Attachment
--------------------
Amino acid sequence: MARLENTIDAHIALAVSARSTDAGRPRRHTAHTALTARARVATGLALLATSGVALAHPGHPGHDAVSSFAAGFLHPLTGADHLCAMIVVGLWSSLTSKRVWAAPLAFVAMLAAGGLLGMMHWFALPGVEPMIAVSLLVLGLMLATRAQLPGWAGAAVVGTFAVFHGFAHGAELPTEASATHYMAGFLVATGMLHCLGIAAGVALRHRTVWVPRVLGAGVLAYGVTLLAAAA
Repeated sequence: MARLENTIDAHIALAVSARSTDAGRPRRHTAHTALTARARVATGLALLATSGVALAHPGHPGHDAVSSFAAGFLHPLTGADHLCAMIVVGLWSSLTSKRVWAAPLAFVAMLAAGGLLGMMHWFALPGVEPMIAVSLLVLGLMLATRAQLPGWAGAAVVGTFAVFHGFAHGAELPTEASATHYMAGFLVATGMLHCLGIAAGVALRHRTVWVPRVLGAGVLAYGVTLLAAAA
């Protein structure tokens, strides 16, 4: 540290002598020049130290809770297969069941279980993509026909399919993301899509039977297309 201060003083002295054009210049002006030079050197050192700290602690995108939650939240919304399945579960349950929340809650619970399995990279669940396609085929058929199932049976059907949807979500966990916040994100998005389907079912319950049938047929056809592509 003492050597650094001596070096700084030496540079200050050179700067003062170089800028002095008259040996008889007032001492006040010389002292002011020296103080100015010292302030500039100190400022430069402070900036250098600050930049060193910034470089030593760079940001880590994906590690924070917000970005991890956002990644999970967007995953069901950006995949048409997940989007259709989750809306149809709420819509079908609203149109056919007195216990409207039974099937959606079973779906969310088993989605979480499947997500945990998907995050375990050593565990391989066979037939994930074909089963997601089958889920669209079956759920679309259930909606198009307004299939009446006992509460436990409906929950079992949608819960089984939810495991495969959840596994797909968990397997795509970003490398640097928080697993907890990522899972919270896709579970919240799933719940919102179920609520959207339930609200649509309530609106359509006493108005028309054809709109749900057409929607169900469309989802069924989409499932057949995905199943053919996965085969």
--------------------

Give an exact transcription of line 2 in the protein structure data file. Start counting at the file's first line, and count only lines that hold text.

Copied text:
Repeated sequence: MARLENTIDAHIALAVSARSTDAGRPRRHTAHTALTARARVATGLALLATSGVALAHPGHPGHDAVSSFAAGFLHPLTGADHLCAMIVVGLWSSLTSKRVWAAPLAFVAMLAAGGLLGMMHWFALPGVEPMIAVSLLVLGLMLATRAQLPGWAGAAVVGTFAVFHGFAHGAELPTEASATHYMAGFLVATGMLHCLGIAAGVALRHRTVWVPRVLGAGVLAYGVTLLAAAA